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why drop feed dogs?
ayin

ayin
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Member since 6/28/05
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Date: 12/10/08 11:47 PM

Hi quilters,
So I had my first quilting experience today in a general sewing class. We just needed to produce a sample by drawing a design on a peice of muslin and then quilting it with batting and another peice of muslin. We were not instructed to drop feed dogs. I was able to do a pretty intricate design and loved how it came out. So it leaves me wondering, why drop the feed dogs? (This is the only thing that intimidates me about quilting.)

I had a similar experience with machine embroidery last year. I found that I could do perfect work if I just kept the dogs up.

Thanks for any insight you can provide!

Irene

Irene  Friend of PR
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Date: 12/11/08 3:22 AM

Keeping the feed dogs up helps to feed your fabric--always in the same direction (from front-to-back). If you're working with something small, you can easily turn the piece in various directions and enjoy the assistance the feed dogs provide in feeding the quilt sandwich. However, imagine trying to change direction on a queen-sized quilt! Dropping the feed dogs lets you change directions (from back-to-front, or from side-to-side) without turning the piece around.

Ratkins

Ratkins
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In reply to ayin


Date: 12/11/08 9:42 AM

What kind of foot were you using? Like the previous poster said, it's easy to move a small piece around, but once you get to larger pieces free motion is the way to go.

There are a lot of quilters who free motion with the feed dogs up. They feel it gives them more control, and there's usually enough clearance between a free motion foot and the dogs to let them to move the sandwich easily.

It really boils down to what helps you do the best job you can.

Janet

PattiAnnJ
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PattiAnnJ
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In reply to ayin


Date: 12/11/08 10:01 AM

You can also free motion with the feed dogs up and the stitch length set to 0. The feed dogs do not move at 0.

Feed dogs down or stitch length at 0 - you have the control to make the stitch in any length or direction you desire.

------
"Improvise, adapt and overcome." - Clint Eastwood/Heartbreak Ridge

Doris W. in TN
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Doris W. in TN  Friend of PR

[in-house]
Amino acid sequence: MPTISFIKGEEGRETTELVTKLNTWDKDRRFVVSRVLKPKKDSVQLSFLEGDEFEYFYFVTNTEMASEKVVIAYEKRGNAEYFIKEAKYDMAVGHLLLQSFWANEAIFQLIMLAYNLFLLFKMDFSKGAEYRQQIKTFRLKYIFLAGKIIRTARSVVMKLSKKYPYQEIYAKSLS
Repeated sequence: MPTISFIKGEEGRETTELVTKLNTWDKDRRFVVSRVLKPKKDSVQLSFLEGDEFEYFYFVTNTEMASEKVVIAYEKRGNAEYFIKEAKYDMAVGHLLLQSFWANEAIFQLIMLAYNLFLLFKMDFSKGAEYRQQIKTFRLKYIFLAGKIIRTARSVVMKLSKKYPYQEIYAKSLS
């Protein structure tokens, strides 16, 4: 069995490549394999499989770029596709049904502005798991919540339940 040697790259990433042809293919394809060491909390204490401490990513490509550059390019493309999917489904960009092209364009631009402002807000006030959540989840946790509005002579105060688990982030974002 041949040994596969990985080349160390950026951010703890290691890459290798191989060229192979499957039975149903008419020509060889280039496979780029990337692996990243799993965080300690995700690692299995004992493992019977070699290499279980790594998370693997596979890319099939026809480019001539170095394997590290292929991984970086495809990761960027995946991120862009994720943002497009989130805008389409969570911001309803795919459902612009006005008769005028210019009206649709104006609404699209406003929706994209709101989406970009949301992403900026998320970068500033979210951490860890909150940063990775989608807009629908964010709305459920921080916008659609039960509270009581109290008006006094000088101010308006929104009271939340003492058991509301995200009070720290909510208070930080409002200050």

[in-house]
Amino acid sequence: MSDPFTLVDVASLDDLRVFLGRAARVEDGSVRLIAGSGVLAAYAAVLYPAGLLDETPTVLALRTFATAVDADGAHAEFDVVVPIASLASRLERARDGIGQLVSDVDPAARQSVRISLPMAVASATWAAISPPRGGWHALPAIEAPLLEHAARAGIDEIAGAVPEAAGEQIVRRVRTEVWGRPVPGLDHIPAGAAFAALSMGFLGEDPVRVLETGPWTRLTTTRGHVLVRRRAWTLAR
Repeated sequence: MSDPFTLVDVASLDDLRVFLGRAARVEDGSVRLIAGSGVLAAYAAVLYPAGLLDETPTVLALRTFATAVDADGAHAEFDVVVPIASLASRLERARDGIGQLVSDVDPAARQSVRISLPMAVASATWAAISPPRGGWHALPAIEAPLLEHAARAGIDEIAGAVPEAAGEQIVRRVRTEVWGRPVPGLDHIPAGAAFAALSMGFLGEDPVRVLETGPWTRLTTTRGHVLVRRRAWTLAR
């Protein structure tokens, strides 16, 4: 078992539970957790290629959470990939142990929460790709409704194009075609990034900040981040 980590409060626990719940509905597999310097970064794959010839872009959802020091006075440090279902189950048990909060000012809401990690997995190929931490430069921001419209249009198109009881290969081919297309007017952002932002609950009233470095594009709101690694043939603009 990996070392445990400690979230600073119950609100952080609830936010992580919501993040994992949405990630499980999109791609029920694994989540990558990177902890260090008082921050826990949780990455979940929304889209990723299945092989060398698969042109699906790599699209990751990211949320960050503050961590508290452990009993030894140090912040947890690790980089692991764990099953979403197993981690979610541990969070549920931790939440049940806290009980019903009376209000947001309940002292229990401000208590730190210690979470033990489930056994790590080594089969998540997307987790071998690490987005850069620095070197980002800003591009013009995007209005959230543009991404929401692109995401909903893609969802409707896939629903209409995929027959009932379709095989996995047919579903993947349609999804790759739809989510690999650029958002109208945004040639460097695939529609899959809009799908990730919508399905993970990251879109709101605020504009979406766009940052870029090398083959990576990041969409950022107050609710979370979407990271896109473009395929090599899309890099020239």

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In reply to ayin


Date: 12/11/08 10:50 AM

Quote: ayin
So it leaves me wondering, why drop the feed dogs? (This is the only thing that intimidates me about quilting.)

Most people drop them to move the quilt around easier.
BUT ..... I can promise you that the quilt police will NOT arrest you if you leave them up. And a quilt show judge will never know the difference, either. A lot of quilters, including famous ones, leave them up. Many people have a feeling of more control.

I've accidentally left mine up and couldn't tell any difference. In class I'd suggest you do what the teacher tells me to, but at home ..... they won't know. We all do what works best for us.
ayin

ayin
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In reply to Doris W. in TN


Date: 12/11/08 8:53 PM

Oh, I didn't think about that difference with needing to move the fabric in different directions with them up. That makes a lot of sense. Thanks to all for the responses!

To the person who asked about which foot, I used my regular zigzag foot yesterday (the all-purpose foot with a flat bottom.) The one time I tried free motion a couple of years ago, I did it without a foot. I really liked the visibility.

Doris W. in TN
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In reply to ayin


Date: 12/11/08 9:17 PM

Quote: ayin
The one time I tried free motion a couple of years ago, I did it without a foot. I really liked the visibility.

That's why I like to use a foot designed for FMQ that is made out of clear plastic. I mark my quilts and need to see where I'm going.
sewonandsewforth
sewonandsewforth
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Date: 12/12/08 11:00 AM

Buy a foot designed for free motion/darning. I FM with the dogs down but might experiment with leaving them up for small things. The right presser foot will make a lot of difference in the ease of sewing both in moving the fabric and in seeing what you are doing.

ayin

ayin
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In reply to sewonandsewforth


Date: 12/12/08 1:08 PM

I did buy one when I got my machine. But then I read about using a "naked needle" to FM so I tried it (just on fabric, not with a sandwich.) This is my only FM experience, but I would definitely do it this way again and compare it with the FM foot. I have a big qulit project in the queue so I'll be able to experiment.

Ratkins

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In reply to ayin


Date: 12/12/08 1:53 PM

I tried the naked needle with my treadle. It really didn't work all that well, maybe because I was terrified that I was going quilt my finger.

The foot also helps deal with the puffiness of the sandwich, making it easier to see and make nice even stitches.

Janet

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